By Brad Withrow-Robinson, OSU Forestry & Natural Resources Extension – Benton, Linn & Polk Counties

In previous installments of this series on the basics of herbicide use in weed control, I distinguished between foliar and soil active herbicides, describing foliar herbicides as those applied to the leaves or stems of plants to be absorbed and carried throughout the plant to affect control. In the previous post I began discussing foliar herbicides in more detail with an overview of glyphosate.

In this entry I will look at a group of herbicides called “growth regulators” that include some important foliar herbicides and popular weed and brush killers commonly used in forestry, agriculture and habitat restoration.

Note: The attention given to herbicides in this series does not indicate an advocacy for their use. Please see Forestry Pesticide Disclaimers.

Growth regulators are selective herbicides, highly effective against broadleaved plants. Most have foliar activity, can be picked up readily by leaves and stems, and are actively translocated in the phloem. Some have foliar activity, meaning they can be picked up by the roots of emerging or established plants. The growth regulators’ mode of action is to disrupt the usual balance of hormones (including auxins, or gibberellins) interrupting normal division and growth of cells. This causes characteristic symptoms of twisted stems, cupped or crinkled leaves which generally appear rapidly after treatment on susceptible broadleaved plants. Some also have soil activity, meaning they can be picked up by roots and shoots of emerging plants, and sometimes established plants. Conifers are generally rather tolerant to growth regulators when dormant, and so some are used for conifer release as well as for site preparation. But there are significant differences within this group.

The growth regulators present some particular challenges. Some are relatively volatile at warm temperatures, meaning that in warm weather they can turn to vapor even after the spray has dried, and can then potentially drift in the air and damage susceptible plants in the vicinity. Grapes are particularly sensitive to growth regulators in the spring, deserving extra thought and caution to prevent injury. Some herbicides are produced in two forms, an ester and an amine salt. Each has some advantages, but an important distinction is that ester form is relatively more volatile than the amine.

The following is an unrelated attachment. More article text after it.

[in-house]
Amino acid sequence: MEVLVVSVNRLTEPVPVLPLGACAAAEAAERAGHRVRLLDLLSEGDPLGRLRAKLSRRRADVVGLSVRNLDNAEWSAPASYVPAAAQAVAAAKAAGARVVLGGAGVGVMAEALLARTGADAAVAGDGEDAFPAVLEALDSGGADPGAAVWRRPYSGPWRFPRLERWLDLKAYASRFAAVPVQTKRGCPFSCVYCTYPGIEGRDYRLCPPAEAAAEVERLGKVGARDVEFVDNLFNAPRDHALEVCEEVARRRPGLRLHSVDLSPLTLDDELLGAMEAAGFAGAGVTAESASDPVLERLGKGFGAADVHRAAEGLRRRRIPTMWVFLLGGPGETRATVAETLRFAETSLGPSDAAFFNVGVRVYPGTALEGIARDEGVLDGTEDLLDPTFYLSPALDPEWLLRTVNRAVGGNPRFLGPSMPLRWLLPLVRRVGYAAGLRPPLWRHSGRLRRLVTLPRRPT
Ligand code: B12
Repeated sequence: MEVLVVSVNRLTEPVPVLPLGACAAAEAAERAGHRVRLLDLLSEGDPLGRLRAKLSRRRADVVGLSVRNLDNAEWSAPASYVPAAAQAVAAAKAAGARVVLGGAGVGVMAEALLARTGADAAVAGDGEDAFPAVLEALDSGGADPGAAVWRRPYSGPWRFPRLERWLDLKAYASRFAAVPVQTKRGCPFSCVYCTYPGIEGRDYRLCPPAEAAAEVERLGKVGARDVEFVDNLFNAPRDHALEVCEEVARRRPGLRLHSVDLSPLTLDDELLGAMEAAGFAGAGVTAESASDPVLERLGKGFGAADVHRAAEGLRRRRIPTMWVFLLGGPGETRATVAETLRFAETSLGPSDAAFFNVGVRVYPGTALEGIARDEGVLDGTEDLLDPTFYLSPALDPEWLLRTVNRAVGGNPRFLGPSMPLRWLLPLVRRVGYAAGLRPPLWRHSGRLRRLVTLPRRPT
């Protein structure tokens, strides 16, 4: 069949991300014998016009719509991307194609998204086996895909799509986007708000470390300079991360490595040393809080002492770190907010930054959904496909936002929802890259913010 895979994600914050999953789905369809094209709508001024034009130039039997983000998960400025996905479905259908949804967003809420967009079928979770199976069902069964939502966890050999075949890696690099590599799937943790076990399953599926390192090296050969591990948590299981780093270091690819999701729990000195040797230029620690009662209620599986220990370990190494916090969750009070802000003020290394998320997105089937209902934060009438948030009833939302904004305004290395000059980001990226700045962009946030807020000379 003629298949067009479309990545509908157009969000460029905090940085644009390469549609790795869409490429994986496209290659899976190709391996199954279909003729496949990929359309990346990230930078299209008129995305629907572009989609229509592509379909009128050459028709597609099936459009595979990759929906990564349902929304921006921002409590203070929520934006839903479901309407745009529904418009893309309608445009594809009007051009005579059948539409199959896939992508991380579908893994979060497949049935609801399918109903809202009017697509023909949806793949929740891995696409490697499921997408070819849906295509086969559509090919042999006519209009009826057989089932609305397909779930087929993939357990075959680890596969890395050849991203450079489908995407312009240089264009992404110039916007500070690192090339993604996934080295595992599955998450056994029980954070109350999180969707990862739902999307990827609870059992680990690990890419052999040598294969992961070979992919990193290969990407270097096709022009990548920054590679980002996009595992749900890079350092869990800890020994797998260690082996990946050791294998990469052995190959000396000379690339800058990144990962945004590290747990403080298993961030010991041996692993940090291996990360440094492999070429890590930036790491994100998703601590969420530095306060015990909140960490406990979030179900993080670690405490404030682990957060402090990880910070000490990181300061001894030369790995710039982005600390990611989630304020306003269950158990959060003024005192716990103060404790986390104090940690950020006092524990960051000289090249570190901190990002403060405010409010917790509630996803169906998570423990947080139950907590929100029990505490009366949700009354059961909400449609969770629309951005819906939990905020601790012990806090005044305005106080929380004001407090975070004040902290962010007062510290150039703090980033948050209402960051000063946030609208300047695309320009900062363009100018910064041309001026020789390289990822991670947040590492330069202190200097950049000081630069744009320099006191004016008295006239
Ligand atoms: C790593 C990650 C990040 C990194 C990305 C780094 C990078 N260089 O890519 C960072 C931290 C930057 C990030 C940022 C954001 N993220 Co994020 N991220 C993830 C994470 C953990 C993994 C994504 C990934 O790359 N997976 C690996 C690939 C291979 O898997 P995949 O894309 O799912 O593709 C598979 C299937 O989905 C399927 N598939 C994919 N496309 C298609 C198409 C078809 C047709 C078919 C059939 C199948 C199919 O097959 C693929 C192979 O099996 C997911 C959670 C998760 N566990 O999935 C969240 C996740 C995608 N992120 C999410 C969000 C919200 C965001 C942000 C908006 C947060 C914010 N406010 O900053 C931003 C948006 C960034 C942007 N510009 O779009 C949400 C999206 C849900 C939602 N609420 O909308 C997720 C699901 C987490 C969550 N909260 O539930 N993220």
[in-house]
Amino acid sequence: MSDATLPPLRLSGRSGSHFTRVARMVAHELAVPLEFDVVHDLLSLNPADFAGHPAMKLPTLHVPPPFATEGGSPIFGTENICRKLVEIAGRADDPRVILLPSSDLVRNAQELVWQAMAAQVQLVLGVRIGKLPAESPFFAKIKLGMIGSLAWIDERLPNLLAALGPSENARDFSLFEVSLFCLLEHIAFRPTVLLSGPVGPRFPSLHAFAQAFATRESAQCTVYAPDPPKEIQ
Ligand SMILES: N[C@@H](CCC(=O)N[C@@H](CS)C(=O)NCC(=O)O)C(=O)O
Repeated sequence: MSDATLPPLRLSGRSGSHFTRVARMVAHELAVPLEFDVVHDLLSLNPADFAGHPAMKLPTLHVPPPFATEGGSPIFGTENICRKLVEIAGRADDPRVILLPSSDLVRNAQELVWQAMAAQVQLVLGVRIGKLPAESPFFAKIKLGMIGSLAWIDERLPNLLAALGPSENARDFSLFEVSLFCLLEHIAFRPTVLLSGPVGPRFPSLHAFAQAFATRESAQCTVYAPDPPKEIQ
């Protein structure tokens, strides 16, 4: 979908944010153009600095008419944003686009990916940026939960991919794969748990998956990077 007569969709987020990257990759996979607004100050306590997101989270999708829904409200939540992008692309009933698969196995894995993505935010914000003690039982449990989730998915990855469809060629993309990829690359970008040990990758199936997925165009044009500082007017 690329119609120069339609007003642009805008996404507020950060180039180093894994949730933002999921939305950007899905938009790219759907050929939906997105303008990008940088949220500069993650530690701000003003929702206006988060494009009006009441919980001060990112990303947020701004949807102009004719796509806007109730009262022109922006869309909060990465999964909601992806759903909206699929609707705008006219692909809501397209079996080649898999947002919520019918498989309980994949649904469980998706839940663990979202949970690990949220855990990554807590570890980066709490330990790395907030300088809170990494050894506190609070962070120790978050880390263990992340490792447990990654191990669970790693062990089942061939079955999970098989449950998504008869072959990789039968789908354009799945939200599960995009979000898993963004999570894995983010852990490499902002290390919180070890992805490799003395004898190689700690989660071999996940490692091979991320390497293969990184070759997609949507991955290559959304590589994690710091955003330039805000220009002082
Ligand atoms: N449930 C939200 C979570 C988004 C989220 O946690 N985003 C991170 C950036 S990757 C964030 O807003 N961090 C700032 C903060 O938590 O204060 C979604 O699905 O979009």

So what are some herbicides in this group?

Triclopyr (Garlon) is a familiar and versatile herbicide used to control a variety of woody species. It is can be used as a foliar spray in summer, as basal spray on woody stems in the winter, and also applied to cut stumps. It has little soil activity. Triclopyr comes in both an ester and an amine form. The ester is oil soluble and better able to penetrate bark and waxy leaves. Ponderosa pine is extremely sensitive to triclopyr.

2,4-D is another familiar growth regulator, with many trade names, widely used in agriculture and forestry. In forestry it is used to control certain herbaceous broadleaf plants, as well as certain woody trees and shrubs. It has little soil activity, is relatively volatile and comes in both an ester and an amine form.

Note, Crossbow herbicide is a very popular brush killer which is a mix of 2,4-D and triclopyr. It is registered for non crop areas such as fence rows, but IS NOT labeled for forestry!

Clopyralid (Transline) is especially effective against thistles and many other plants in the aster family, and is also very hard on elderberries. It is produced as an amine salt. Conifers are generally very tolerant. Clopyralid will persist in the soil for several months and has some soil activity. Also in the growth regulator group are some less familiar herbicides including aminopyralid and picloram (a restricted use herbicide). Both have strong residual soil activity. Both are amine salt formulations.

Next time I’ll give an illustration of how this applies in the woods.

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